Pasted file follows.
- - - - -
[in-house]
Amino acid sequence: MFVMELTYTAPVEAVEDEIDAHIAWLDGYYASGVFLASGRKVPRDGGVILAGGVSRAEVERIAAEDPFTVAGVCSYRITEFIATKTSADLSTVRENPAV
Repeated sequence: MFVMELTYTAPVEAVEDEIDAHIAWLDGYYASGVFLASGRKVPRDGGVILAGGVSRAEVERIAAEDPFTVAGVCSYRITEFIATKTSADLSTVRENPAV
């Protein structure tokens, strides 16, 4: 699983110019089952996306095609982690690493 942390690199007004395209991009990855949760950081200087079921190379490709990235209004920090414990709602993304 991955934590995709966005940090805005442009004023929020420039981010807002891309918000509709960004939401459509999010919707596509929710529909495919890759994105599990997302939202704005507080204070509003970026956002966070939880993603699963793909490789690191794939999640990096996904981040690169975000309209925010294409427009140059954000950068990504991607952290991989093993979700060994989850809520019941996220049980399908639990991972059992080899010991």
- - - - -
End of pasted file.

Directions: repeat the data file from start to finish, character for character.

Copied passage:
[in-house]
Amino acid sequence: MFVMELTYTAPVEAVEDEIDAHIAWLDGYYASGVFLASGRKVPRDGGVILAGGVSRAEVERIAAEDPFTVAGVCSYRITEFIATKTSADLSTVRENPAV
Repeated sequence: MFVMELTYTAPVEAVEDEIDAHIAWLDGYYASGVFLASGRKVPRDGGVILAGGVSRAEVERIAAEDPFTVAGVCSYRITEFIATKTSADLSTVRENPAV
């Protein structure tokens, strides 16, 4: 699983110019089952996306095609982690690493 942390690199007004395209991009990855949760950081200087079921190379490709990235209004920090414990709602993304 991955934590995709966005940090805005442009004023929020420039981010807002891309918000509709960004939401459509999010919707596509929710529909495919890759994105599990997302939202704005507080204070509003970026956002966070939880993603699963793909490789690191794939999640990096996904981040690169975000309209925010294409427009140059954000950068990504991607952290991989093993979700060994989850809520019941996220049980399908639990991972059992080899010991």